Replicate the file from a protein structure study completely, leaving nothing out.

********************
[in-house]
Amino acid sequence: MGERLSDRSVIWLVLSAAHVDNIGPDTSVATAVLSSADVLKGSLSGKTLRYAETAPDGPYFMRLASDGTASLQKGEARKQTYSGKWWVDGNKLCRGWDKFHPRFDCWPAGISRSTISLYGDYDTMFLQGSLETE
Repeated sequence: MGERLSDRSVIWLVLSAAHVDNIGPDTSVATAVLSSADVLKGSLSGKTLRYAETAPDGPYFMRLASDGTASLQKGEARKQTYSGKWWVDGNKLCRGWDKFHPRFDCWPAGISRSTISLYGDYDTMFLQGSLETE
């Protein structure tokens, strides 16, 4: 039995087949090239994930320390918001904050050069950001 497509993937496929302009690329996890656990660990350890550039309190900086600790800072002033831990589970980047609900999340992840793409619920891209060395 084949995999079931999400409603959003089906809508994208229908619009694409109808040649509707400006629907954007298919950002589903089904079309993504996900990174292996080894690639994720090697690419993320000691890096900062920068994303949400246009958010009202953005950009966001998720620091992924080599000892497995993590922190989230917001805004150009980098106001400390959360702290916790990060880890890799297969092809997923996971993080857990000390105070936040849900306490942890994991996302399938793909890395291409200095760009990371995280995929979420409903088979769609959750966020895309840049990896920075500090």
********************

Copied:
[in-house]
Amino acid sequence: MGERLSDRSVIWLVLSAAHVDNIGPDTSVATAVLSSADVLKGSLSGKTLRYAETAPDGPYFMRLASDGTASLQKGEARKQTYSGKWWVDGNKLCRGWDKFHPRFDCWPAGISRSTISLYGDYDTMFLQGSLETE
Repeated sequence: MGERLSDRSVIWLVLSAAHVDNIGPDTSVATAVLSSADVLKGSLSGKTLRYAETAPDGPYFMRLASDGTASLQKGEARKQTYSGKWWVDGNKLCRGWDKFHPRFDCWPAGISRSTISLYGDYDTMFLQGSLETE
């Protein structure tokens, strides 16, 4: 039995087949090239994930320390918001904050050069950001 497509993937496929302009690329996890656990660990350890550039309190900086600790800072002033831990589970980047609900999340992840793409619920891209060395 084949995999079931999400409603959003089906809508994208229908619009694409109808040649509707400006629907954007298919950002589903089904079309993504996900990174292996080894690639994720090697690419993320000691890096900062920068994303949400246009958010009202953005950009966001998720620091992924080599000892497995993590922190989230917001805004150009980098106001400390959360702290916790990060880890890799297969092809997923996971993080857990000390105070936040849900306490942890994991996302399938793909890395291409200095760009990371995280995929979420409903088979769609959750966020895309840049990896920075500090």